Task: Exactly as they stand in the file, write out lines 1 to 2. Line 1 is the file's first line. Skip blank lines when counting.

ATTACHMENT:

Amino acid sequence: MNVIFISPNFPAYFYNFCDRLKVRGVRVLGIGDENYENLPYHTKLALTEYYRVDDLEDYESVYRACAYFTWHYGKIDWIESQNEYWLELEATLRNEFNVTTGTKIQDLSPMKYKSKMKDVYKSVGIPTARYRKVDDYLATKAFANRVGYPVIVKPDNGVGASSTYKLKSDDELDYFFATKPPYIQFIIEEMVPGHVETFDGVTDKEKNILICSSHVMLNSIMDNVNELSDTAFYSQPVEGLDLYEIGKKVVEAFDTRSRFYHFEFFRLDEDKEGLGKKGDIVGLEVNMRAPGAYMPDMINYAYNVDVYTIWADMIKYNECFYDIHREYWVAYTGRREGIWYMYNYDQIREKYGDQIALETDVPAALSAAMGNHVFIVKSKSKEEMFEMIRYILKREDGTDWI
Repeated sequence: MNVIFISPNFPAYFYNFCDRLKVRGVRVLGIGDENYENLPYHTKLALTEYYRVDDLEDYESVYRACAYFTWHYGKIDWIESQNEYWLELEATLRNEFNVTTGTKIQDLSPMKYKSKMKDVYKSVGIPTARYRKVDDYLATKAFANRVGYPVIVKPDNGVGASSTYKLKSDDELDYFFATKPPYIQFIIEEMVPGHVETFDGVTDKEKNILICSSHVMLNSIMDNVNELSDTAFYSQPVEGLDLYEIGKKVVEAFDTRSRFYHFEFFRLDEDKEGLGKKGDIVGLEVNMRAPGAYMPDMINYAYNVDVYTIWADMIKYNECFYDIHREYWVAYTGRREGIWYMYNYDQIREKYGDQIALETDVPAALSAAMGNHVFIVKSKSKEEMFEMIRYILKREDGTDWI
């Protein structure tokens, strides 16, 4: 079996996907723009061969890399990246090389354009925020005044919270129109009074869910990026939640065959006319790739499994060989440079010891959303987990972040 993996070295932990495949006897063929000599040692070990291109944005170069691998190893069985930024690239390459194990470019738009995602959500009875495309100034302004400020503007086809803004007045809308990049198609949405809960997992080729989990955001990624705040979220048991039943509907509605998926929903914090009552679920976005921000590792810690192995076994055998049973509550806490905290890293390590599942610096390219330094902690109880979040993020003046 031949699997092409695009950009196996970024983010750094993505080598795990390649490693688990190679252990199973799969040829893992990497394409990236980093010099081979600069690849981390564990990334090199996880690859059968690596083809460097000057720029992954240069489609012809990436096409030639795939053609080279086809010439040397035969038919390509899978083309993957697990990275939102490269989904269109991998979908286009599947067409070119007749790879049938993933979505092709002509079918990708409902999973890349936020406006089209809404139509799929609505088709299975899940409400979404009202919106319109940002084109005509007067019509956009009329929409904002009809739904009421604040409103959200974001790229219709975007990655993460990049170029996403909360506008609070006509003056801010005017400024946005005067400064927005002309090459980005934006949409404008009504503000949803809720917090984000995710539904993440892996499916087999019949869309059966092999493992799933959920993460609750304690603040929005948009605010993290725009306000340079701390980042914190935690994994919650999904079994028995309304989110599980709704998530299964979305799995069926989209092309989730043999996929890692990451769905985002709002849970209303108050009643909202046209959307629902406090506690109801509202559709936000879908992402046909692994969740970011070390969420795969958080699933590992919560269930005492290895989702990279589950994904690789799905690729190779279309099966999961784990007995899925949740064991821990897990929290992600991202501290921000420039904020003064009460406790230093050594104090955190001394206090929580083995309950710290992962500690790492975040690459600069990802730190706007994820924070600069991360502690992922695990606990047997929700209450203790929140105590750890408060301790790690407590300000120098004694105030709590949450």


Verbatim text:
Amino acid sequence: MNVIFISPNFPAYFYNFCDRLKVRGVRVLGIGDENYENLPYHTKLALTEYYRVDDLEDYESVYRACAYFTWHYGKIDWIESQNEYWLELEATLRNEFNVTTGTKIQDLSPMKYKSKMKDVYKSVGIPTARYRKVDDYLATKAFANRVGYPVIVKPDNGVGASSTYKLKSDDELDYFFATKPPYIQFIIEEMVPGHVETFDGVTDKEKNILICSSHVMLNSIMDNVNELSDTAFYSQPVEGLDLYEIGKKVVEAFDTRSRFYHFEFFRLDEDKEGLGKKGDIVGLEVNMRAPGAYMPDMINYAYNVDVYTIWADMIKYNECFYDIHREYWVAYTGRREGIWYMYNYDQIREKYGDQIALETDVPAALSAAMGNHVFIVKSKSKEEMFEMIRYILKREDGTDWI
Repeated sequence: MNVIFISPNFPAYFYNFCDRLKVRGVRVLGIGDENYENLPYHTKLALTEYYRVDDLEDYESVYRACAYFTWHYGKIDWIESQNEYWLELEATLRNEFNVTTGTKIQDLSPMKYKSKMKDVYKSVGIPTARYRKVDDYLATKAFANRVGYPVIVKPDNGVGASSTYKLKSDDELDYFFATKPPYIQFIIEEMVPGHVETFDGVTDKEKNILICSSHVMLNSIMDNVNELSDTAFYSQPVEGLDLYEIGKKVVEAFDTRSRFYHFEFFRLDEDKEGLGKKGDIVGLEVNMRAPGAYMPDMINYAYNVDVYTIWADMIKYNECFYDIHREYWVAYTGRREGIWYMYNYDQIREKYGDQIALETDVPAALSAAMGNHVFIVKSKSKEEMFEMIRYILKREDGTDWI